I know when you said you first started making kombucha, the ‘bubbling brew’ made you feel at ease. Does caring and nurturing for each SCOBY still provide a comfort?


Yes. It makes me feel comfortable to know I have an entity that is always growing even when I am not present, it soothes my desire for constant production. I also find it an attractive and funny companion. I have been growing SCOBY for so many years now that it feels like an old friend and ally.

I find that your work is in dialogue with prominent ecological thought in both academia and contemporary art; that of kinship with nature. In a recent essay, Timur Si-Qin said, “Reality is seen predominantly through a lens of utility and power; the value of nature is ultimately understood in terms of its extractable use value for humans rather than for any of its innate values, such as being alive, beautiful, or contributing to a wider ecosystem.” Does this conceptual belief resonate with you?


Yes, definitely. I think this question relates to what I mentioned earlier regarding the cultural boundary between the self and the other. Exerting power over nature is a way to establish hierarchy. This is a fearful and narcissistic attitude that I believe originates from a place of being uncomfortable with one’s own status. To this point, life forms that challenge its hegemony are not to be seen or interacted with, only dominated in the worst possible way. Supremacy is crystal clear here, and a delusion is maintained that certain humans are above the natural cycles of life and death. This ‘chosen’ group seems to be made for heaven, history books or cyborg dreams of immortality. The general problems that inform my position have surfaced in ecological discourse, which is at least partially a result of global warming. It takes nature ‘fighting back’ on a major level for us to realise that it has a power of its own, which is pretty sad, but makes a lot of sense in relation to the intensity of the West’s violence.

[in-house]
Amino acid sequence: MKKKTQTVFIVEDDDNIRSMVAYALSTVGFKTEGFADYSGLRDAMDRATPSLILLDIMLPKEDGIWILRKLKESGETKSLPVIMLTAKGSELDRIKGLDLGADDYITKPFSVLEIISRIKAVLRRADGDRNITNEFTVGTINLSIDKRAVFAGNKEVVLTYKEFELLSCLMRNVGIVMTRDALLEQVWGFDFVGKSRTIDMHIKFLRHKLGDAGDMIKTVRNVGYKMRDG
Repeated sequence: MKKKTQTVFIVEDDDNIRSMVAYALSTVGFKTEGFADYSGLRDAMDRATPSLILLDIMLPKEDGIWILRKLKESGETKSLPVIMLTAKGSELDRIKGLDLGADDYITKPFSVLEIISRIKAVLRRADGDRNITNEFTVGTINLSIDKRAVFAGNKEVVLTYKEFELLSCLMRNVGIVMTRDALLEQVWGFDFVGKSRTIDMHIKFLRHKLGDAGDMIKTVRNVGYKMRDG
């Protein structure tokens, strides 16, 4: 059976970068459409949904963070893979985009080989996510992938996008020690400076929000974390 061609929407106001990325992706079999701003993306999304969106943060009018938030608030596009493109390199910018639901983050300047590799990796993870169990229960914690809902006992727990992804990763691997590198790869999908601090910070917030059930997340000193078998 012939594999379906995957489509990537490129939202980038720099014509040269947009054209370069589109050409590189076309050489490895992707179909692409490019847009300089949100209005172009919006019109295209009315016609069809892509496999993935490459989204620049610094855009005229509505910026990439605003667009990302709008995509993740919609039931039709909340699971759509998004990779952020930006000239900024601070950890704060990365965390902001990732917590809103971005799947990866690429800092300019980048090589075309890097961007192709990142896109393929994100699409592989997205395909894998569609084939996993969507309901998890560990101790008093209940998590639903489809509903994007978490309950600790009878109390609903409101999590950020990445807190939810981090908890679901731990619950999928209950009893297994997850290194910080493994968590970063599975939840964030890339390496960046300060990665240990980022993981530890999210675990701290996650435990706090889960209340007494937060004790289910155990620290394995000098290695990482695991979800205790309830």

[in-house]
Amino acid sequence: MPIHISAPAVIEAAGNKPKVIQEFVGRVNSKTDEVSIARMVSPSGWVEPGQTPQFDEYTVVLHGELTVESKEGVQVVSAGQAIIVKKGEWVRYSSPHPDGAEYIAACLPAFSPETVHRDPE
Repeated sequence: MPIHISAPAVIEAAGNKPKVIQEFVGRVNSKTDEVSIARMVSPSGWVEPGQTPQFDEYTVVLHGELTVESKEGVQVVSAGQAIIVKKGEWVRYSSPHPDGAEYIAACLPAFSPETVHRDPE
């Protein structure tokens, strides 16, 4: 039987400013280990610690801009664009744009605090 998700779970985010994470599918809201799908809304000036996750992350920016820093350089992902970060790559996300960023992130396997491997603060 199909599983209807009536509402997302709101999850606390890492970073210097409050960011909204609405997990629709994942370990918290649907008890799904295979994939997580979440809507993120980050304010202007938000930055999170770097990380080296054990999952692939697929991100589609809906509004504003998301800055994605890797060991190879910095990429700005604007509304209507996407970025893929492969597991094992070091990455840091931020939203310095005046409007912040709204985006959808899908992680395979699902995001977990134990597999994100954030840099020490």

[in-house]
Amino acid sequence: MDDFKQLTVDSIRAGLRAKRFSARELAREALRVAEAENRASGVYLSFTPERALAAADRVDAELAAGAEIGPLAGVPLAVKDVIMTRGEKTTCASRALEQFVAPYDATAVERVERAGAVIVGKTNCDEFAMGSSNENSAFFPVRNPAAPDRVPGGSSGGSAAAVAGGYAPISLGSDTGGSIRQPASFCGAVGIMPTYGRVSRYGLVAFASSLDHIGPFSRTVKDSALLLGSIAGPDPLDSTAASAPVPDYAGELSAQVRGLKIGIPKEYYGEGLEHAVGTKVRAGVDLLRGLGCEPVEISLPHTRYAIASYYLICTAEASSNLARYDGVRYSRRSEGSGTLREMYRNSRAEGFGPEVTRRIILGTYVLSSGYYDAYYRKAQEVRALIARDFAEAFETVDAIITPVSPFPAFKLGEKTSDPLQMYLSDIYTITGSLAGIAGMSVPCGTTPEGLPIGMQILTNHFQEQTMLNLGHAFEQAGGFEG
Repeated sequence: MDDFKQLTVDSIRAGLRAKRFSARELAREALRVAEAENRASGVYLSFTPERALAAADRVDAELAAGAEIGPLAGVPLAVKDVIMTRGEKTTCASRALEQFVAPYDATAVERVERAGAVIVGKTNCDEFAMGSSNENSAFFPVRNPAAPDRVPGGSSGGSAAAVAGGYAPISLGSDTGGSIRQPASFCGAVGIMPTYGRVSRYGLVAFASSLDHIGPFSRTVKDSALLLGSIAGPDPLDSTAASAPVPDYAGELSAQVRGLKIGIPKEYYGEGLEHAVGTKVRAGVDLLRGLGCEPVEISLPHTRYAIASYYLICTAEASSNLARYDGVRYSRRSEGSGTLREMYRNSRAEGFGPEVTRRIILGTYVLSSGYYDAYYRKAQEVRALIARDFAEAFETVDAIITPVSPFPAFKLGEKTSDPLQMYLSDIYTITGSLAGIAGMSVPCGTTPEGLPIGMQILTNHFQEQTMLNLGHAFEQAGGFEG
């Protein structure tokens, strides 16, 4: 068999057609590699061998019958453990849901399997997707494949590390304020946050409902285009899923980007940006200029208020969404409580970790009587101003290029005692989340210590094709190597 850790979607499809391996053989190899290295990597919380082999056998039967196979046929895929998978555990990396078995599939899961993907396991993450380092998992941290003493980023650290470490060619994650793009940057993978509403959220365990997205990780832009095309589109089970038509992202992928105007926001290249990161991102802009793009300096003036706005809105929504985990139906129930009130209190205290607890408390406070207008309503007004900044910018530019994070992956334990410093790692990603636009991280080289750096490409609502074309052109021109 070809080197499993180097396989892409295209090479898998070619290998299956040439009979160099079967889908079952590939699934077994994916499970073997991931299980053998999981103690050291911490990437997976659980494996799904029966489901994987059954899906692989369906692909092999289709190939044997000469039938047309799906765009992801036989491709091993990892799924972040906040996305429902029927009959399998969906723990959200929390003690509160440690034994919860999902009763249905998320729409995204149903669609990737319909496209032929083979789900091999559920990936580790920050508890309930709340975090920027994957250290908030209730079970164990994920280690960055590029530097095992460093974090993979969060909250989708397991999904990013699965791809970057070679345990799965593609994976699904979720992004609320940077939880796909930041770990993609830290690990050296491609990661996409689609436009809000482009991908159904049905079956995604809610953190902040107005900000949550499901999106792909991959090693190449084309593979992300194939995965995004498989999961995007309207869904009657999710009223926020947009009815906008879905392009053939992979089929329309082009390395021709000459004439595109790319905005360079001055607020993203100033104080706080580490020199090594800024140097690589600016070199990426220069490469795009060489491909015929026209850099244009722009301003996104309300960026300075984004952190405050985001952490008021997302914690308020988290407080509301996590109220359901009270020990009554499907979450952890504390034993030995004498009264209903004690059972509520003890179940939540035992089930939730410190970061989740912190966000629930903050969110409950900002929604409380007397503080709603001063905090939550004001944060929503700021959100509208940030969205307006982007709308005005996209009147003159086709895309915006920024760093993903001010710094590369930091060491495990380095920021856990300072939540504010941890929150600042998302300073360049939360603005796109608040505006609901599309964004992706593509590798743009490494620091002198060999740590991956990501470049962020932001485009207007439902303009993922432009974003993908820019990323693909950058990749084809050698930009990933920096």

In 2018, you impressively grew a SCOBY to your own body weight. Titled ‘Computers Don’t Eat Sugar to Make More Computers’, the name recalls Sandor Katz’ book Fermentation as a Metaphor, that draws connections between microbial communities and human culture. What drew you to link your process that is so ‘natural’ with computers? How does it relate to broader metaphors in your work?